Most planetary scientists will tell you that the objects they study are more complex and harder to categorize than almost anything else out there in the universe. That assertion is surprising and interesting, and it's a point that is gradually sinking in for astronomers. Much of the past 400 years of telescopic exploration has been about stellar taxonomy, pinning objects into their respective display cases. Despite the glorious wealth of 200 billion stars in our galaxy, the physics underlying their fundamental properties is remarkably uniform, and most can be readily described with only a few parameters—mass, age, elemental abundance. Individuals may be having particularly bad millennia, covered in spots, twisting their magnetic fields into knots, and throwing off flares, but their overall place in the cosmic zoo can be well defined.

Not true for planets, especially the smaller ones that just might be suitable for harboring life in a recognizable form. Mass, age and composition are just the start of a lengthy list of important characteristics. How far does it orbit from its parent star? What type of star does it orbit? Is the orbit elliptical? Does the planet have an atmosphere, and if so what is the composition? Is there an axial tilt? Are there other planets in the system, exerting their gravitational might and forcing the orbit to shift over time? Are there gravitational tides at work, flexing and molding the planet? Is there volcanism or tectonic activity? How is the interior of a world layered? Is there a global magnetic field, cocooning the world? How did the planet assemble, does it have surface water? Did the planet get washed by rich organic chemistry in its youth? Does it have moons, and if so, what are the conditions on those? How often are they pelted by asteroids and comets?

It’s headache inducing. We can already guess that nature is far more creative than we are in building a diversity of planets. This raises a very real, practical problem. Any present or future, real or imagined, astronomical instrument is hogtied by the constraints of time. Space observatories have finite lifetimes because of consumables like coolants and propellants, not to mention budgets. Terrestrially bound devices compete against weather and wear and tear. So the question is: here we are, a civilization reaching the point at which we can seriously look for other planets that might harbor life, and perhaps remotely gather evidence for that life, but how do we choose which members of the exoplanetary zoo to spend our precious time on?

A fair amount of work has been done on trying to answer precisely this question. It typically comes down to trying to balance out the need to look for stuff that we might recognize – real analogs to the Earth – with what nature actually offers up in our stellar neighborhood. For example, 75 percent of all stars are less than half as massive as the sun. The great majority of our nearby cousins are these dim, reddish and very long-lived objects. Earth-size planets in these systems may have to orbit very close to their parent stars to maintain a temperate surface climate, and this requirement brings a number of new issues to the table. Tides could lock these worlds into having a permanent day and night side, and stellar flares could be severe at these distances, stripping off planetary atmospheres and irradiating the surfaces. The bottom line is that conditions on these planets might or might not be pleasant, and that uncertainty affects the odds of spotting signs of life.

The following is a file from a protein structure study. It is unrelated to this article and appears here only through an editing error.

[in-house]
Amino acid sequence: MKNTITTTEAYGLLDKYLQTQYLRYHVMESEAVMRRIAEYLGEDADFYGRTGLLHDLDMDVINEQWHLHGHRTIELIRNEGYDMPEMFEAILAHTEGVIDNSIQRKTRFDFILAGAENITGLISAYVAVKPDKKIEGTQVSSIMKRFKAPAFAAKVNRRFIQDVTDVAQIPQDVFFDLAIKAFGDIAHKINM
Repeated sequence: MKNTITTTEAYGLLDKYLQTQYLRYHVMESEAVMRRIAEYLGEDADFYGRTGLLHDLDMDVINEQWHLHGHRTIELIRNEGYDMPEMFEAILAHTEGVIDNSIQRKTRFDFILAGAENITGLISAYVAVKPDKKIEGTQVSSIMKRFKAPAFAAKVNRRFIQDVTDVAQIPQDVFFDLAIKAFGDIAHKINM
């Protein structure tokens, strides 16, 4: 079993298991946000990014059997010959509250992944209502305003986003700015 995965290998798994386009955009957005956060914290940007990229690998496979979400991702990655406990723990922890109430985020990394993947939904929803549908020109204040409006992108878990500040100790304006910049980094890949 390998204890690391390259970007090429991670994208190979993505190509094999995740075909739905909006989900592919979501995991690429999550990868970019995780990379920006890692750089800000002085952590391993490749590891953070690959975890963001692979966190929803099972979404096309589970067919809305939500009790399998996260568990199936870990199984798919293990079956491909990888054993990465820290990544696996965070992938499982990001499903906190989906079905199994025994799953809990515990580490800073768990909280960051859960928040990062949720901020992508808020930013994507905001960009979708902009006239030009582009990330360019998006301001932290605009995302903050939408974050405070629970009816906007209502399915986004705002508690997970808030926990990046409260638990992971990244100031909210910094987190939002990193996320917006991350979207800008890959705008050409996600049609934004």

On the face of it, this suggests we could be in for a long hard scientific slog. However, the truth is that we’re strongly driven by the desire to know whether any life exists beyond the confines of the Earth. Is there a way to forego something in exchange for an answer to that general question? I think there may be a way in the future, and it’s the likely diversity of planets that offers a clue.

Maybe, just maybe, we should resist the urge to race to the finish on a few hazardously preselected worlds and instead look at the big picture. Suppose there are biospheres scattered across many systems, perhaps driven by the same kind of microbial machinery that dominates our own. Conditions can vary tremendously among these worlds, but biospheres still persist. Environments on such planets may be held in subtly different equilibria than their sterile equivalents—seen through atmospheric composition, reflectivity, and temperature. No single world may actually present enough of a smoking gun to let us say, "there be life," but put the data from all these planets together, and that signature might be detectable. Statistics are wonderful, if finicky, things. They let us cut through the haze and see things we would otherwise never find. Suppose we accumulate crude, rudimentary data on not just a few planets, but on hundreds or thousands. No single observation of a planet may tell us if it is teeming with life, but the cumulative weight of different parts of the planetary zoo might at least tell us if there is life on some of them. By letting go of our desire to locate a single instance of life, we’d stand to answer the global question.


Caleb Scharf is currently the director of Columbia University's multidisciplinary Astrobiology Center. He has worked in the fields of observational cosmology, x-ray astronomy, and more recently exoplanetary science. He is also the author of the undergraduate textbook "Extrasolar Planets and Astrobiology" (University Science Books) and the blog "Life, Unbounded."


Image credit: NASA/JPL-Caltech/R. Hurt (SSC-Caltech)

[The views expressed are those of the author and are not necessarily those of Scientific American.]